The tv production company said they checked it with a Sami organisation and were told it was ok.
But is it ok? Do they, themselves find it ok? Has the production company really seen it through non-colonialist eyes?
The said Sami organisation says they are not in the position to grant any kind of general Sami acceptance. Nor are they aware of having been asked.
There are many examples of productions putting foot in mouth when it comes to minorities, indigenous people and other not so well-known groups in society.
The latest example is that of a famous tv-host/artist putting on a fake “kolt” – the traditional Sami dress – riding a dog-sleigh up north. The question the Sami community is posing is: why has he put on a fake Sami kolt in order to go on a sleigh. He could go in normal clothes, but he claims this is very exotic to him – especially because he is from the south.
Cultural appropriation is what it is called when the majority culture adopts elements from the minority culture.
The cultural exchange is not equal, since the power balance is in the majority cultures’ favour and there is also a colonial element involved – very present when it comes to Sweden and the Sami. The use of other cultures’ cultural traditions – and the “kolt” is a very strong cultural marker – especially when the minority culture itself is not ok with the way it is used – should ring a bell and should be considered from many perspectives. It is of great importance to not inflict more harm onto already discriminated minorities, and to ignore the fight for education and understanding of the situation for the Sami people and set it back for decades – just to collect some laughs – is simply not ok. Somebody – or a lot of people – should have reacted.
Same thing when a host in one of Sweden’s’ most famous talent-shows greets a contestant with the L-word, just because she is wearing traditional Sami cultural markers. Not ok. And these low points have gone through so many instances before being released in broadcast, that it is simply frightening how great the ignorance must be.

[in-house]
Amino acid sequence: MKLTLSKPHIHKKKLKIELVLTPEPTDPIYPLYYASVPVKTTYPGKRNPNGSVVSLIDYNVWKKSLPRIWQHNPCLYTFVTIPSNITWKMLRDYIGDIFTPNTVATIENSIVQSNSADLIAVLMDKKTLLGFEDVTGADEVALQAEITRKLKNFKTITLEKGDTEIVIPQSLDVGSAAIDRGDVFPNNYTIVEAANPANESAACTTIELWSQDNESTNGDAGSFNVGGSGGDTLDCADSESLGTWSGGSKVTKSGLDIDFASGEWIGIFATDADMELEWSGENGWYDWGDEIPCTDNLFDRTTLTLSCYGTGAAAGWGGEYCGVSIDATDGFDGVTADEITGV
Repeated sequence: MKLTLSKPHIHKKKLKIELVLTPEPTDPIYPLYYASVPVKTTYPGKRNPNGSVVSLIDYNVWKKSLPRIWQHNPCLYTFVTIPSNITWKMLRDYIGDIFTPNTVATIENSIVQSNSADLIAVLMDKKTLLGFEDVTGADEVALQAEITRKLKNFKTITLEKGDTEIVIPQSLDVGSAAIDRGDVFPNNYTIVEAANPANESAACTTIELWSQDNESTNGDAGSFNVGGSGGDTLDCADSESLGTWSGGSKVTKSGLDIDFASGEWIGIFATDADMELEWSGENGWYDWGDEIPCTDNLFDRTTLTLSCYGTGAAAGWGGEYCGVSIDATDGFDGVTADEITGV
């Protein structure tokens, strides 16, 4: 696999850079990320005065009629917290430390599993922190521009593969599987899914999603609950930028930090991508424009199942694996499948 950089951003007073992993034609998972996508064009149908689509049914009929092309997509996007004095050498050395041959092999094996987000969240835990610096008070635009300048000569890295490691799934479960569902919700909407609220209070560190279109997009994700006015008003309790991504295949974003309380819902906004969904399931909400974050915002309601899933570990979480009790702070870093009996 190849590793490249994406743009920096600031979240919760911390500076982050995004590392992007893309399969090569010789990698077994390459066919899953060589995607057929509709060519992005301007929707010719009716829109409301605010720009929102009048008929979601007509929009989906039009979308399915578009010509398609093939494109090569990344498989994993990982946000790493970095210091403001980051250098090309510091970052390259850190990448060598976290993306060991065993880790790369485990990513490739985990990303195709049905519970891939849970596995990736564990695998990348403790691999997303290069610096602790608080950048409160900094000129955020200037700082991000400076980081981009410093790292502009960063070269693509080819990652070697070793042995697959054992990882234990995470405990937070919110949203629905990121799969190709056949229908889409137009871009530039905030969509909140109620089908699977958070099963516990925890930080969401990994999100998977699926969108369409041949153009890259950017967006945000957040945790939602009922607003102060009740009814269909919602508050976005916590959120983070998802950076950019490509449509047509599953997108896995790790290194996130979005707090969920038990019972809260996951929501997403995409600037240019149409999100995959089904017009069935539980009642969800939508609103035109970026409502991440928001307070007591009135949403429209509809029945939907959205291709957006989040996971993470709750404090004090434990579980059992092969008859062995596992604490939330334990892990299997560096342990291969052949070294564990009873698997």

Another example is when the traditional Sami jojk, performed in the Swedish song contest is called “a pretend language” by a writer in one of Sweden’s’ bigger local newspapers.
Away, on a short holiday in Europe, I keep seeing minority cultures being exploited – in everything from ice-cream vendors to restaurant names, as well as knickknacks people are supposed to want to buy to take home. It makes it extra clear, that this habit of cultural appropriation and simply discriminating products, are here in such abundance, that the task of working against it seems almost insurmountable.
And the thing is, I really don’t think sales are better because you put a cliché of a native American with a sacred head-dress/war bonnet on your logo, or use a Scandinavian letter like “ö” to sell your frozen product. I think it would work even better if these companies worked with their own cultural heritage in a respectful manner. Or at least refrained from just picking the cherries out of the cake, using pieces of another culture to make money off it without actually caring about the culture or the people inherent of it.
Mixing cultures, spreading cultures, appreciating cultures from all parts of the world can be done in so many ways, without exploiting holy symbols, family traditions or making fun of cultures different to your own.
In this rapidly changing world with so many areas of cultural exchange it is time we realise that there are as many ways to be a human as there are human beings – and all of them are fully entitled to their place on this earth. Without discrimination, exploitation, misappropriation or the like.
Or, to paraphrase the African-American actress Amandla Stenberg:
What would the Swedish culture be like if we loved the Swedish minorities as much as we love their symbols?
Would the production companies perhaps employ Sami program hosts, camera crew and producers?
Would we then, perhaps, get to see a more interesting program without clichés?
Just a thought…